Trouble in Egypt? Buy U.S. Energy Stocks

With the tumult in Egypt and CNOOC’s deal with Chesapeake Energy, is it any surprise that U.S. oil and gas stocks are flying? Cramer doesn’t think so.

Cramer during Monday’s “Stop Trading” said it was “absolutely right” that these companies would see their share prices spike. China’s CNOOC announced Sunday night that it would buy a 33-percent stake in Chesapeake Energy’s emerging oil field in Northeast Colorado and Southeast Wyoming for as much as $1.26 billion. This is the second deal CNOOC recently has cut with Chesapeake, the other being a joint venture worth $2.16 billion agreed upon back in October. That, coupled with the threat of instability in the Middle East, makes these stocks attractive.

Domestic oil-and-gas companies like Devon Energy and Southwestern Energy are “dramatically undervalued,” Cramer said, because they have the ability to “make a lot of money in this environment.”

He also recommended that investors look at coal, calling it “the fastest-growing fuel in the world” regardless of its impact on the environment. These stocks are “just too inexpensive,” he said, naming Peabody Energy as his favorite. Peabody is “the Exxon of coal,” but with better growth.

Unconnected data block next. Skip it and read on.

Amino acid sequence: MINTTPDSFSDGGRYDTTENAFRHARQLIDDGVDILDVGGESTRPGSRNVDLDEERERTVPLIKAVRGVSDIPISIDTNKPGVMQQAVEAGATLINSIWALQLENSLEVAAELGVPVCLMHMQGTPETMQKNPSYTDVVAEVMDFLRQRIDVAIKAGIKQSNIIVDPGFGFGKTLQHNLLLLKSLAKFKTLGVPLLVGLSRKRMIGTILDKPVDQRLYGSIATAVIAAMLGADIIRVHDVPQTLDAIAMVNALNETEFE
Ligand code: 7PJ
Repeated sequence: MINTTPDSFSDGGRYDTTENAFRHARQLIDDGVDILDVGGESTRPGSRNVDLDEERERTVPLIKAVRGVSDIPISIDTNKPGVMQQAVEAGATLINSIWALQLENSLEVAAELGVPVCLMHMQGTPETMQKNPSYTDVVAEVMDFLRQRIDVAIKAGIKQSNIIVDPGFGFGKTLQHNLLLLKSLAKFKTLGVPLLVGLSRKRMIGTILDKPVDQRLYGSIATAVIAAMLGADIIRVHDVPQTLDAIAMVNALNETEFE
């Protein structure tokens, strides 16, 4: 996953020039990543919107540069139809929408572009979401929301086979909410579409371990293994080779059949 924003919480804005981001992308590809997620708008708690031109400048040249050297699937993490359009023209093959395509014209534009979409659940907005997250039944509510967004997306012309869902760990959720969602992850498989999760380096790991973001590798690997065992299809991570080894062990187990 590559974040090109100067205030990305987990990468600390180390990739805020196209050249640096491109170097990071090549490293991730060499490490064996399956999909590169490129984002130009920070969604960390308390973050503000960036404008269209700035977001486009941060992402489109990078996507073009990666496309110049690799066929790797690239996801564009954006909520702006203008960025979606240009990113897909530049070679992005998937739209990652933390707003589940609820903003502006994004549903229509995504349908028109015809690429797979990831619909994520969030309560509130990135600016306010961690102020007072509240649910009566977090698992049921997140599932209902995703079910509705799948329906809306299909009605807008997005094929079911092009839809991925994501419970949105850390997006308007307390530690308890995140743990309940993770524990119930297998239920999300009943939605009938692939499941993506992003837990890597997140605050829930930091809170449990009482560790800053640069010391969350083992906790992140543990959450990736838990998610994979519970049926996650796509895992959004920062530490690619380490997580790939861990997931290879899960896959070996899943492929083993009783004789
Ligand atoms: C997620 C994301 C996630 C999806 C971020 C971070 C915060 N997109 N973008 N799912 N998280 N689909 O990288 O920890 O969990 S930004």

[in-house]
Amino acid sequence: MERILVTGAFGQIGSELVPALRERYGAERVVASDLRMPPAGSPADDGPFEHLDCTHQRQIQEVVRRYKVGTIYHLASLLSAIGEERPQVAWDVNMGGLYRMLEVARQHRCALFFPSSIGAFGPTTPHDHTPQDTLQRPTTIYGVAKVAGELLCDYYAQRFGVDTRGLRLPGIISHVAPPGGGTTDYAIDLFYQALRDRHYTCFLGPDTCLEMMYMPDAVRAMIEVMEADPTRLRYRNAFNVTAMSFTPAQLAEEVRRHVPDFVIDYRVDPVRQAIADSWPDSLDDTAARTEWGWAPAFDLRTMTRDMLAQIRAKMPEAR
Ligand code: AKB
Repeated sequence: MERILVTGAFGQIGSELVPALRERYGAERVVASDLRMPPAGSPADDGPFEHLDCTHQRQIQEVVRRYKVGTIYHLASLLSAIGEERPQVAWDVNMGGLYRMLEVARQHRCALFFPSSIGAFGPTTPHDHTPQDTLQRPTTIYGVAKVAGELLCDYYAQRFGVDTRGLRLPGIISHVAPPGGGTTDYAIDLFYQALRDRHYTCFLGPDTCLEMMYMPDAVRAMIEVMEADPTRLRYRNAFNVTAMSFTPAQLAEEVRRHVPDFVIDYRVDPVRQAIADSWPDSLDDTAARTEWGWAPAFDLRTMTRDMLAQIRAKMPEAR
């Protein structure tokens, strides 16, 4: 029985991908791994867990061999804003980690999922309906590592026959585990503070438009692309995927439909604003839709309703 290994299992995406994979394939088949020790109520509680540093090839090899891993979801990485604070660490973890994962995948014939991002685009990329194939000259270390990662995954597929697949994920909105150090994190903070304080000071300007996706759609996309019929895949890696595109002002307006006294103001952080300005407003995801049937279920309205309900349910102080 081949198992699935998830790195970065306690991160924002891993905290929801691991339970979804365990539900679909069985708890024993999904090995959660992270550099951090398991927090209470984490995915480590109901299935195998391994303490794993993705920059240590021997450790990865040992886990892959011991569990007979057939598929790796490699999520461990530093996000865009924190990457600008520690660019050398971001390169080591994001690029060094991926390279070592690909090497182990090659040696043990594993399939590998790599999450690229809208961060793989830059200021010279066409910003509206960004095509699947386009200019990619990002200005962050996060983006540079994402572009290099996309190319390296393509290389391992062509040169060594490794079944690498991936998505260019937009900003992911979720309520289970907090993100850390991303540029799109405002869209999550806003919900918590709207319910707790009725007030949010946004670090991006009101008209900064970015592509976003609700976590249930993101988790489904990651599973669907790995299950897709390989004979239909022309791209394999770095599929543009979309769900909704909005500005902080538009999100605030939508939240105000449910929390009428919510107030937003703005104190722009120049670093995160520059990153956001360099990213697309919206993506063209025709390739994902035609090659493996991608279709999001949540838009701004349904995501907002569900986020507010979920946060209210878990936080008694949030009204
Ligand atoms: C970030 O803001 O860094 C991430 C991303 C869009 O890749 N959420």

In the current environment, all of these domestic energy plays seem to be in the sweet spot.

“We are running out of energy around the globe,” Cramer said, “and these companies are making a fortune.”

But for those who want to play Egypt specifically, say, a potential closing of the Suez Canal—not that Cramer thinks they should—they might consider shippers like FedEx and UPS that fly rather than ship their freight. While UPS is up slightly, FDX is “not doing well,” though Cramer called that a “false read.”

Cramer also recommended returning to the recent quarters of Baker Hughes and Halliburton , which he called “unbelievably good.”

“I love the drillers,” Cramer said.

Lastly, with DRAM memory pricings rising steadily, Cramer thinks Micron Technology is a buy. He thinks the stock is “still way too cheap at $10.”

When this story published, Cramer's charitable trust owned Southwestern Energy.

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